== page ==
Poor devils as the Rebel generals are, they out-generaled us more than once, even since I have been here, which is only six weeks, and it is no less certain that with a tolerable degree of common sense, and some ability in our commanders, the rebellion would now be near ended . . . After what I said it would be unjust not to say that General Howe is a very honest man, and I believe a very disinterested one. Brave he certainly is and would make a very good executive officer under another’s command, but he is not by any means equal to a C. in C. I do not know any employment that requires so many great qualifications either natural or acquired as the Commander in Chief of an Army. He has, moreover, got none but very silly fellows about him—a great parcel of old women—most of them improper for American service. I could be very ludicrous on this occasion, but it is truly too serious a matter that brave men’s lives should be sacrificed to be commanded by such generals . . . Lord Cornwallis is, I believe a brave man, but he allowed himself to be fairly outgeneraled by Washington, the 4th Jan. last at Trenton, and missed a glorious opportunity when he let Washington slip away in the night.
Col. William Harcourt (1743-1830), 3rd Earl Harcourt, commander of the British 16th Light Dragoons, writing to his father from Brunswick, New Jersey, in March 1777:
You may depend upon it, as a fact, that we have not yet met with ten, I believe I have said two, disinterested friends to the supremacy of Great Britain; that from the want of intelligence we frequently, nay generally, lose the favourable opportunity for striking a decisive stroke, that in general we ought to avoid attacking any considerable body of them (suppose two or three hundred), unless we can pursue our advantage, or at least take post; for though we may carry our point, nevertheless, whenever we attempt to return to our quarters we may be assured of their harassing us upon our retreat; that detached corps should never march without artillery, of which the rebels are extremely apprehensive; lastly, that, though they seem to be ignorant of the precision and order, and even of the principles, by which large bodies are moved, yet they possess some of the requisites for making good troops, such as extreme cunning, great industry in moving ground and felling of wood, activity and a spirit of enterprise upon any advantage . . . Though it was once the fashion of this army to treat them in the most contemptible light, they are now become a formidable enemy.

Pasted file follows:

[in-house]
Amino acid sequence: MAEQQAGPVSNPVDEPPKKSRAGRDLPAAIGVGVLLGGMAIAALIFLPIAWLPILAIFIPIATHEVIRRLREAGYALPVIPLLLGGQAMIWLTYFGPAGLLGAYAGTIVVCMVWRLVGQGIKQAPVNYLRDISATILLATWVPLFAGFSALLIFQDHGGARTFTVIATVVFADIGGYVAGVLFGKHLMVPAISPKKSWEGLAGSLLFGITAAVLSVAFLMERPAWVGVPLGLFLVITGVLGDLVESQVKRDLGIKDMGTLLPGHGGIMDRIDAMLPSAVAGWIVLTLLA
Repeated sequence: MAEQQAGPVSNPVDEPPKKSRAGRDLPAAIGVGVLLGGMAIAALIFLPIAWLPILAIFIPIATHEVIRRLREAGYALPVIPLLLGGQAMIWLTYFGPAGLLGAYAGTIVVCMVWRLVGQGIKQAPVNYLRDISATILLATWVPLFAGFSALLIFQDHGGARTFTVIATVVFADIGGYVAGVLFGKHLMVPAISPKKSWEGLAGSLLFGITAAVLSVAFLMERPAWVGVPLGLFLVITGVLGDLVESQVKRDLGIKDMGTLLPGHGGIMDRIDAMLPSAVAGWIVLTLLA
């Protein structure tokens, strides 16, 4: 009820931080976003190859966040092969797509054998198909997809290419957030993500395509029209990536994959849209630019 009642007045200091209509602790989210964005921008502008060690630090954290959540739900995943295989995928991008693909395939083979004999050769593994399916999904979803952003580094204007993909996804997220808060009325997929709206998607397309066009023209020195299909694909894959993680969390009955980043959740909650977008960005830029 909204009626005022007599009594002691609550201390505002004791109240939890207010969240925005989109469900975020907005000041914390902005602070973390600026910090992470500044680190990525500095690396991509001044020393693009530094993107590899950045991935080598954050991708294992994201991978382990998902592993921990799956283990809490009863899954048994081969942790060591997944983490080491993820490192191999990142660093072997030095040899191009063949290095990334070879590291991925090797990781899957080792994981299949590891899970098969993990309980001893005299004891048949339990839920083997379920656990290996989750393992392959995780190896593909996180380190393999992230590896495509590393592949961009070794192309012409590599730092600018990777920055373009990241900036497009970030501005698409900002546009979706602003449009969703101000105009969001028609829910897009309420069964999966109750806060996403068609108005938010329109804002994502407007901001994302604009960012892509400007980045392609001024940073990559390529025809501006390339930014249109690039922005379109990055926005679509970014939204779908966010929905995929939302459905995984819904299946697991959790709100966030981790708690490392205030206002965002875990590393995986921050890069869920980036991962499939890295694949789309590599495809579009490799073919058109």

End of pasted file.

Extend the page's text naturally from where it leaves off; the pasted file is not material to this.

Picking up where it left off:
Archibald Robertson (c.1745-c.1813), officer in the Royal Corps of Engineers, writing in his diary in January 1777:
Throughout this whole Expedition [the advance of Cornwallis’s force from Princeton to Trenton and the Battle of Assunpink Creek or Second Battle of Trenton on January 2] we certainly always erred in imprudently separating our Small Army of 6,000 men by far too much and must hope it will serve as a lesson in future never to despise any Enemy too much.
Nicholas Cresswell (1750-1804), English diarist who journeyed throughout the American colonies from 1774 to 1777, writing in January 1777:
Frederick II or “Frederick the Great” (1712-1786), King of Prussia:
The achievements of Washington and his little band of compatriots between the 25th of December and the 4th of January, a space of ten days, were the most brilliant of any recorded in the annals of military achievements.
George Washington’s Address to Congress, June 16, 1775, in This Glorious Struggle: George Washington’s Revolutionary War Letters, ed. Edward G. Lengel (Charlottesville, VA: University of Virginia Press, 2007), 4.
Nathanael Greene to Catharine Greene, December 30, 1776, in The Papers of General Nathanael Greene, ed. Richard K. Showman. vol. 1 (Chapel Hill, NC: The University of North Carolina Press, 1976), 377.
John Adams to Abigail Adams, January 14, 1777, founders.archives.gov/documents/Adams/04-02-02-0102.
Robert Morris to John Jay, January 12, 1777, founders.archives.gov/documents/Jay/01-01-02-0202.
Caesar Rodney to William Killen, January 27, 1777, in Caesar Rodney, Letters to and from Caesar Rodney, 1756-1784, ed. George Herbert Ryden (Philadelphia, Historical Society of Delaware, 1933), 172.
David Avery, The Lord Is to Be Praised for the Triumphs of His Power. A Sermon, Preached at Greenwich, in Connecticut, on the 18th of December 1777. Being a General Thanksgiving Through the United American States (Norwich, CT, 1778), 24.
Samuel DeForest, military pension application narrative, in The Revolution Remembered: Eyewitness Accounts of the War for Independence, ed. John C. Dann (Chicago: University of Chicago Press, 1980), 47.
Remarks by George Germain, May 3, 1779, in The Parliamentary Register: Or History of the Proceedings and Debates of the House of Commons during the Fifth Session of the Fourteenth Parliament of Great Britain (London: John Stockdale, 1802), 11:392.
Allan Maclean to Alexander Cummings, February 19, 1777, in The Spirit of ‘Seventy-Six: The Story of the American Revolution as Told by Participants, eds. Henry Steele Commager and Richard B. Morris (New York: Harper & Row, Publishers, 1967), 523.
Archibald Robertson, Archibald Robertson: His Diaries and Sketches in America, 1762-1780, ed. Harry Miller Lydenberg (New York: The New York Public Library, 1930. Reprint: The New York Times and Arno Press, Inc., 1971), 120.